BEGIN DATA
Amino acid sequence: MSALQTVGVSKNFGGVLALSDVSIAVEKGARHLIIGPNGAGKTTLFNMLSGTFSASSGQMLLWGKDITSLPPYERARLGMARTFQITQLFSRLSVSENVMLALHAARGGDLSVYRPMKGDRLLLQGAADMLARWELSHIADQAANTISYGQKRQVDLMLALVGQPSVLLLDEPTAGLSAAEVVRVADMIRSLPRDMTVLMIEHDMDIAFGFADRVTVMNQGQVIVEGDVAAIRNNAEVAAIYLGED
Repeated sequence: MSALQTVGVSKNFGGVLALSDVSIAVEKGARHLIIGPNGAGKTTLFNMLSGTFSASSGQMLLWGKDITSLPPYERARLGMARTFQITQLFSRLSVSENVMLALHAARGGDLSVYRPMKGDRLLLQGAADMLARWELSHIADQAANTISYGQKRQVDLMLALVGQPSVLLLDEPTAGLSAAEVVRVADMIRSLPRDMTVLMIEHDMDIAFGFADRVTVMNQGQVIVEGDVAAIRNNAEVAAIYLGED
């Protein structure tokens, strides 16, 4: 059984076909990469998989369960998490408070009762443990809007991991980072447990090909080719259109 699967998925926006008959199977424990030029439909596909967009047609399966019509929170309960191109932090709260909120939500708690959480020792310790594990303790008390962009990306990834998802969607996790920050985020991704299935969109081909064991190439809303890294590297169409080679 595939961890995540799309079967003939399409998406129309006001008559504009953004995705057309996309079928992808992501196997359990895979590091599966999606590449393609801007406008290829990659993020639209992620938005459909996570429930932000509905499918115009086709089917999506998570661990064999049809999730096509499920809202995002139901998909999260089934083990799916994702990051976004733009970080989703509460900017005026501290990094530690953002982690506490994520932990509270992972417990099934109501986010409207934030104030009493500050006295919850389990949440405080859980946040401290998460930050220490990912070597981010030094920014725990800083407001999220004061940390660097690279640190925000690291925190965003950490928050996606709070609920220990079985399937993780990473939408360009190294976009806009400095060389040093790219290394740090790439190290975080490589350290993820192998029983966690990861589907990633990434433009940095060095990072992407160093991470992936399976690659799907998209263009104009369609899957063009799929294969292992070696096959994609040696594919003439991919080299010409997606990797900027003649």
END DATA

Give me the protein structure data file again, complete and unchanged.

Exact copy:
Amino acid sequence: MSALQTVGVSKNFGGVLALSDVSIAVEKGARHLIIGPNGAGKTTLFNMLSGTFSASSGQMLLWGKDITSLPPYERARLGMARTFQITQLFSRLSVSENVMLALHAARGGDLSVYRPMKGDRLLLQGAADMLARWELSHIADQAANTISYGQKRQVDLMLALVGQPSVLLLDEPTAGLSAAEVVRVADMIRSLPRDMTVLMIEHDMDIAFGFADRVTVMNQGQVIVEGDVAAIRNNAEVAAIYLGED
Repeated sequence: MSALQTVGVSKNFGGVLALSDVSIAVEKGARHLIIGPNGAGKTTLFNMLSGTFSASSGQMLLWGKDITSLPPYERARLGMARTFQITQLFSRLSVSENVMLALHAARGGDLSVYRPMKGDRLLLQGAADMLARWELSHIADQAANTISYGQKRQVDLMLALVGQPSVLLLDEPTAGLSAAEVVRVADMIRSLPRDMTVLMIEHDMDIAFGFADRVTVMNQGQVIVEGDVAAIRNNAEVAAIYLGED
């Protein structure tokens, strides 16, 4: 059984076909990469998989369960998490408070009762443990809007991991980072447990090909080719259109 699967998925926006008959199977424990030029439909596909967009047609399966019509929170309960191109932090709260909120939500708690959480020792310790594990303790008390962009990306990834998802969607996790920050985020991704299935969109081909064991190439809303890294590297169409080679 595939961890995540799309079967003939399409998406129309006001008559504009953004995705057309996309079928992808992501196997359990895979590091599966999606590449393609801007406008290829990659993020639209992620938005459909996570429930932000509905499918115009086709089917999506998570661990064999049809999730096509499920809202995002139901998909999260089934083990799916994702990051976004733009970080989703509460900017005026501290990094530690953002982690506490994520932990509270992972417990099934109501986010409207934030104030009493500050006295919850389990949440405080859980946040401290998460930050220490990912070597981010030094920014725990800083407001999220004061940390660097690279640190925000690291925190965003950490928050996606709070609920220990079985399937993780990473939408360009190294976009806009400095060389040093790219290394740090790439190290975080490589350290993820192998029983966690990861589907990633990434433009940095060095990072992407160093991470992936399976690659799907998209263009104009369609899957063009799929294969292992070696096959994609040696594919003439991919080299010409997606990797900027003649």